iMovie can animate your stills into a TV show. In high definition video, if you wish. While its main job is to edit your videos, still photographers will appreciate how still-friendly it can be when making cool video presentations from your shots. We hope to have some pithy examples up on this site fairly soon. An example from iLife 06 appears in the second image, below.
The story is that one of Apple's own people went skin diving with an underwater HD camera and was disappointed in how long it took to make an edit out of his shots. So he designed a completely new desktop video editing program that would allow fast, accurate, flexible and high-production value editing.
That program has become the all-new iMovie 08. The previous iMovie is no longer. Older iMovie files can be imported into iM08 (already being referred to as "eye mote") where they can be further enhanced, but the real fun is in using it from scratch.
Hybrid productions with stills, titles and video are the norm, these days. Nobody wants to preclude one medium for another, so blending them together is the right way to go.
And, of course, the titles in iMovie are world class, being generated from the company that has a CEO who knows typography. World Class.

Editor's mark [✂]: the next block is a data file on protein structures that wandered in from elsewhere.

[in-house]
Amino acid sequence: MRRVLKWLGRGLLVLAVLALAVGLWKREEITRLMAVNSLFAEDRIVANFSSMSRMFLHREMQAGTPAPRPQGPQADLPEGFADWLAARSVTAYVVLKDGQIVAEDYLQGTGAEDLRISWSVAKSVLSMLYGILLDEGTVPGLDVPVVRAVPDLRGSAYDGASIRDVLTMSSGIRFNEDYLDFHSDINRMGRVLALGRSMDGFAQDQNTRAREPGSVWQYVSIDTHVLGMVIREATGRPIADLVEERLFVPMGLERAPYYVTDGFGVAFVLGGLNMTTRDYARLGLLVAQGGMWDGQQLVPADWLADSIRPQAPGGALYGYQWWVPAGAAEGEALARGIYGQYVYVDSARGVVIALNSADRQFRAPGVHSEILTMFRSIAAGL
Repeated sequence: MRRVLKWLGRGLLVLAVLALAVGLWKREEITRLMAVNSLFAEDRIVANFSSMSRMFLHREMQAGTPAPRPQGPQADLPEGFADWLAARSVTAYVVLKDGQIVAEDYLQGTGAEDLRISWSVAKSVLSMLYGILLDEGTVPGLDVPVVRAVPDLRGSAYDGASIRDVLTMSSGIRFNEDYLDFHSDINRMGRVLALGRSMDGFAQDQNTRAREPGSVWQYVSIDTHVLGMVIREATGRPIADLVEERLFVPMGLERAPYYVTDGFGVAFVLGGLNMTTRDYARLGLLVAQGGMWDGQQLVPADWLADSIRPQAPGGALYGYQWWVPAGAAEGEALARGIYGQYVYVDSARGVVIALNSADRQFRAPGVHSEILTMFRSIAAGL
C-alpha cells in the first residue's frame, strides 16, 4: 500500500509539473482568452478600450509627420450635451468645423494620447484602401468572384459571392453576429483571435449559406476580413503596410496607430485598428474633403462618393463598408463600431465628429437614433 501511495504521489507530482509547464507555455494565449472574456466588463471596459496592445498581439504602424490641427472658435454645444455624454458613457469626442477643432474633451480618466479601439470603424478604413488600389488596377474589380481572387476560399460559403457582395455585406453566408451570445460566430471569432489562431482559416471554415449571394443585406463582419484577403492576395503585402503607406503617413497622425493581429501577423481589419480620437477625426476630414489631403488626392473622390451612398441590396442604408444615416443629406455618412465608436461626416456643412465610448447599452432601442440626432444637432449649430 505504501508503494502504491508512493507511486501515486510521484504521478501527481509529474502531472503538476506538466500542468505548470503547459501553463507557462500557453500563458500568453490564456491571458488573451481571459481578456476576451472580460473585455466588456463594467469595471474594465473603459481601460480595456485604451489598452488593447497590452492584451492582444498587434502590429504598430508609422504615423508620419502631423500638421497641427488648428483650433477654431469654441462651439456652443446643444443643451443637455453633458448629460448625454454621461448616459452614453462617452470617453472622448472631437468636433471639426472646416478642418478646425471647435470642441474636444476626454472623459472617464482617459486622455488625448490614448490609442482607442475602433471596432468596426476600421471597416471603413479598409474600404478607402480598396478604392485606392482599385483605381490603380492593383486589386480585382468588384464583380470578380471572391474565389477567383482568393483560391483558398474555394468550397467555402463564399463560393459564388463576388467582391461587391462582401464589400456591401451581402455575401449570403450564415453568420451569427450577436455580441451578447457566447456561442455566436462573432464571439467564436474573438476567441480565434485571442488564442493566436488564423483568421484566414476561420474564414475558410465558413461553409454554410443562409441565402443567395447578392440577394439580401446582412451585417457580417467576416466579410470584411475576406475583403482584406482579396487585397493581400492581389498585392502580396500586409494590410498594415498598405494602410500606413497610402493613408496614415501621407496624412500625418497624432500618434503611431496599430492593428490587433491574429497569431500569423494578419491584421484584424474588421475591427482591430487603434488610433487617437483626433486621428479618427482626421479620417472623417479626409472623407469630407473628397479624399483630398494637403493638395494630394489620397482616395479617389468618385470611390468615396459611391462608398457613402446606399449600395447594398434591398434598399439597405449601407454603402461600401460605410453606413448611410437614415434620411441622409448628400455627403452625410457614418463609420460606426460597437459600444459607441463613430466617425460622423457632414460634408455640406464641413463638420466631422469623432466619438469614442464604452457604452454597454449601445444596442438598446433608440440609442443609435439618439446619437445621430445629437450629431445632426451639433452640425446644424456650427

iDVD will burn files and video shows to disk either as files and archives or as moving, animated presentations with moves and soundtrack enhancement. When traveling, carry some blank DVDs with you and dump your work from time to time into back-up disks. Carry the finished disks somewhere that baggage handlers can never touch.
If you buy me a beer, I'll tell you the story about British Airways, who is batting two for two in the Lost Luggage Race for Utter Blacklisting, but that's another story.
What you don't see here is that the "The Worlds..." type is rotating around a central cylinder with the file Timelapse Puffies running in live action at its core in the opposite direction. The three included menu items on this DVD are linked to interactive buttons on the right. Selecting them with your DVD player's controls jumps right to the movies, and formatting conflicts are all sorted out on your TV screen. In this case, New Movie Score is 3:4 while the other two are 16:9. iDVD has even converted them into regular DVD-compatible files, even though two of these were 720p originals. Wow.
With iDVD, your computer becomes the production line for media that moves, looks good, is formatted professionally and works in DVD players all over the world. It offers numerous themes, like this one, each top-drawer professional in animation, concept and executing. Again, Apple Knows Type, so the results speak for themselves.
If you had used prior versions of iDVD, you'll appreciate this: The usual Apple logo "watermark" that sits in the corner of your menu screen can be user-deleted. I deleted it from the menu above. Now when you give or sell your work to somebody, all they see is the menu, not its Apple software origins.
In the example screenshot above, the graphic along the bottom of the frame is part of the setup process, not visible in the final result.
Ten world-class new visual themes are available, and prior themes from earlier versions of iLife work with it, too.
#4&5: Garage Band and iWeb
Two other non-photographic programs are in iLife, Garage Band 08 and iWeb 08. Garage Band facilitates composing music and synchronizing it to visuals.